A Living Wage is different from the minimum wage. Participating is not mandatory, it is a voluntary program employers may implement in their workplaces. A Living Wage reflects what earners need to make in order that their household can meet its basic needs. It ensures families are not under severe financial stress, promotes social inclusion, and helps families achieve a basic level of economic security.
A Living Wage is based on the actual costs of a conservative basket of goods and services, and is community-specific. In this instance, wherever possible, costs from the London community were used in the calculation.
A Living Wage is calculated as an hourly rate, and it takes into account government transfers and deductions. For more information see Living Wage Canada.
For employers, a Living Wage can lead to improved productivity, increased employee loyalty, and decreased costs associated with absenteeism, training, recruitment and employee theft.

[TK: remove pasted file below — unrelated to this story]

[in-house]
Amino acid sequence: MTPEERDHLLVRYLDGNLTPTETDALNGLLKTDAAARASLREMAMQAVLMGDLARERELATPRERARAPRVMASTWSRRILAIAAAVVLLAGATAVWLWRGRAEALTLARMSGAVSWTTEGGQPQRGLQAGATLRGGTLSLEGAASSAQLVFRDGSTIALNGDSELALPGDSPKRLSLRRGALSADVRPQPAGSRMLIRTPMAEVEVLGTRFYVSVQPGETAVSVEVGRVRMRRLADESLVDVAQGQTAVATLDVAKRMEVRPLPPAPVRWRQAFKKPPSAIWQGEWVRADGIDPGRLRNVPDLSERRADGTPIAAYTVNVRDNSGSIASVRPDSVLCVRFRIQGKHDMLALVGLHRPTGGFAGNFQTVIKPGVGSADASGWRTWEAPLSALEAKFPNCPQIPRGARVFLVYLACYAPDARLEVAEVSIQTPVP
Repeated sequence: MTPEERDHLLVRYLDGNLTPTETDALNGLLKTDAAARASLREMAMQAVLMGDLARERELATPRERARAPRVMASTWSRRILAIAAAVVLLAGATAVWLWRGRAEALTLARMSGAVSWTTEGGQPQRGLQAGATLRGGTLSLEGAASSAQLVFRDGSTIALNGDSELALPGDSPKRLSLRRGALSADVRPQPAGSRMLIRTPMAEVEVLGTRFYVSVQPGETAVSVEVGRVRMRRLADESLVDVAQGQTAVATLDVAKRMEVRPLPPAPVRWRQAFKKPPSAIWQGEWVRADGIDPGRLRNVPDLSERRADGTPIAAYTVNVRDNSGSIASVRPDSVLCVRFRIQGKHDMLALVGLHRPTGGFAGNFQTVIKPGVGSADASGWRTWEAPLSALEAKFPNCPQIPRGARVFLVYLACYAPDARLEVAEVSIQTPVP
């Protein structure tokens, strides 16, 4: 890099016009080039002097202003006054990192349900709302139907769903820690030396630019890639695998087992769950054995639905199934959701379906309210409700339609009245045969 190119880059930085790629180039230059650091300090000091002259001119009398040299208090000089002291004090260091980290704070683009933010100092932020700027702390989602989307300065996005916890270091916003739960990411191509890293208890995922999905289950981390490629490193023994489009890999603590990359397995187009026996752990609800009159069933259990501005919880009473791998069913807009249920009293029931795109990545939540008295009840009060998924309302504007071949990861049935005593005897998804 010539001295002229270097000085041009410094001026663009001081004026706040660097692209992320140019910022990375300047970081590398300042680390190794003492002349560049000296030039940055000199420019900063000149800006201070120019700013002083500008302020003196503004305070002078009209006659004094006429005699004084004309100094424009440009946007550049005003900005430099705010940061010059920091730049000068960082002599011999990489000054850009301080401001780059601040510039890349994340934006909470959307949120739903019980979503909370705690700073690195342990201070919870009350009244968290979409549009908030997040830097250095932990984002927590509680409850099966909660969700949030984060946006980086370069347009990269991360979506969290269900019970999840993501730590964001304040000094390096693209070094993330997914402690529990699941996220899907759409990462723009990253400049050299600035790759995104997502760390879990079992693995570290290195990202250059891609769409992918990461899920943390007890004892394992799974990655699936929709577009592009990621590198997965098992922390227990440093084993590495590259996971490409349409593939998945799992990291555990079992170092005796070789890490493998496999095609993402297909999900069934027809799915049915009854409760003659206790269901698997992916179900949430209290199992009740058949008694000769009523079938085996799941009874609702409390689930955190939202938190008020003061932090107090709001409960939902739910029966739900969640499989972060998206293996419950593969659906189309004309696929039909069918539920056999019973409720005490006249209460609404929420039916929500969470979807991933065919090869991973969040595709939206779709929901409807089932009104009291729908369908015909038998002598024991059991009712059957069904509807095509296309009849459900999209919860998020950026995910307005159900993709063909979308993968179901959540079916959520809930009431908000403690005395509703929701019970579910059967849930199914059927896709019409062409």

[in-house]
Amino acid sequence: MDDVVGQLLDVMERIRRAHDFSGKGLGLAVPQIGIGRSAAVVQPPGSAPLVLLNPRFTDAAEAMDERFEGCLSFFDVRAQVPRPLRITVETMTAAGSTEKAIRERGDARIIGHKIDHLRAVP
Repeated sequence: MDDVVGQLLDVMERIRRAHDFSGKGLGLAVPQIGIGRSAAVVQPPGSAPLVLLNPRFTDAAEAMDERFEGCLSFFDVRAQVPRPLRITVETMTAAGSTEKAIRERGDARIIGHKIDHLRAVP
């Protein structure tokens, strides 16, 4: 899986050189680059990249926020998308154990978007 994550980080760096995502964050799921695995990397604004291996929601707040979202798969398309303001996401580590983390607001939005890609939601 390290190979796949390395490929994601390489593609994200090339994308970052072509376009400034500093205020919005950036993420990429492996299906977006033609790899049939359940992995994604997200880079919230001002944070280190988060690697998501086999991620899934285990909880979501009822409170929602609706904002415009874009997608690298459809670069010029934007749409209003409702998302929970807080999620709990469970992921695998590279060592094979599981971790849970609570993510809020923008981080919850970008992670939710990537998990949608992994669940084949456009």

For the individual, a Living Wage can lead to improved health, better quality of life, improved morale at work, and a rise out of poverty.
A Living Wage can lead local residents to be healthier, happier and more contributing members of society, prompting them to take a more active role in their communities.
When determining a Living Wage for a given community, it is necessary to consider a wide range of local factors and conditions that can affect how earners are able to meet their basic needs. A Living Wage is specific to the community for which it is calculated.
The methodology used to guide the research for a Living Wage in London, Ontario was based on the Canadian Living Wage Framework; the calculations themselves were made using the Canadian Centre for Policy Alternatives’ (CCPA) 2014 Living Wage Calculator.
A wide range of factors that impact the costs facing wage earners and their families, were considered for the calculation, including:
housing and utilities;
clothing and footwear;
child care and school-associated fees;
leisure time, including sports fees, entertainment and outings;
health, dental and vision care;
and, other personal costs.
In 2019, once they reviewed the data, researchers were able to determine that the Living Wage for London, Ontario is $16.20 per hour; however, where the employer provides an employee medical insurance plan, the Living Wage could be around $1.00 per hour lower.